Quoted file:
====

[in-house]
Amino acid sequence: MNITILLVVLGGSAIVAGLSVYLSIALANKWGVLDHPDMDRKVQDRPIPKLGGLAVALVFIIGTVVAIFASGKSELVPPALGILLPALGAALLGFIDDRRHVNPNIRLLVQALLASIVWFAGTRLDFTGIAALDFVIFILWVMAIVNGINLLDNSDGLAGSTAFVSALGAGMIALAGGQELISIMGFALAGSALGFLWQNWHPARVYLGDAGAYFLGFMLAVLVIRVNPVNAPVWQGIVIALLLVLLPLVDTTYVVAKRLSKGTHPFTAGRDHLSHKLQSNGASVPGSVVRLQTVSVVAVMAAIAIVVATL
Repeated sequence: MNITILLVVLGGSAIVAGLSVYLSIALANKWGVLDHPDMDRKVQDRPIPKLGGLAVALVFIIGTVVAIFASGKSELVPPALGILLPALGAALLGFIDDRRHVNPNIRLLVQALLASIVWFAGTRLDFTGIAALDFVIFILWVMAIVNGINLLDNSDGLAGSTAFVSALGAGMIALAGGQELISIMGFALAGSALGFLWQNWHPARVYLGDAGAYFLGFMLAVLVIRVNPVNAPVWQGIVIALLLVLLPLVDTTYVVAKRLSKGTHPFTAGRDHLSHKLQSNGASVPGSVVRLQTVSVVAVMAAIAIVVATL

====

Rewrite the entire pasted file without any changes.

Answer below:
[in-house]
Amino acid sequence: MNITILLVVLGGSAIVAGLSVYLSIALANKWGVLDHPDMDRKVQDRPIPKLGGLAVALVFIIGTVVAIFASGKSELVPPALGILLPALGAALLGFIDDRRHVNPNIRLLVQALLASIVWFAGTRLDFTGIAALDFVIFILWVMAIVNGINLLDNSDGLAGSTAFVSALGAGMIALAGGQELISIMGFALAGSALGFLWQNWHPARVYLGDAGAYFLGFMLAVLVIRVNPVNAPVWQGIVIALLLVLLPLVDTTYVVAKRLSKGTHPFTAGRDHLSHKLQSNGASVPGSVVRLQTVSVVAVMAAIAIVVATL
Repeated sequence: MNITILLVVLGGSAIVAGLSVYLSIALANKWGVLDHPDMDRKVQDRPIPKLGGLAVALVFIIGTVVAIFASGKSELVPPALGILLPALGAALLGFIDDRRHVNPNIRLLVQALLASIVWFAGTRLDFTGIAALDFVIFILWVMAIVNGINLLDNSDGLAGSTAFVSALGAGMIALAGGQELISIMGFALAGSALGFLWQNWHPARVYLGDAGAYFLGFMLAVLVIRVNPVNAPVWQGIVIALLLVLLPLVDTTYVVAKRLSKGTHPFTAGRDHLSHKLQSNGASVPGSVVRLQTVSVVAVMAAIAIVVATL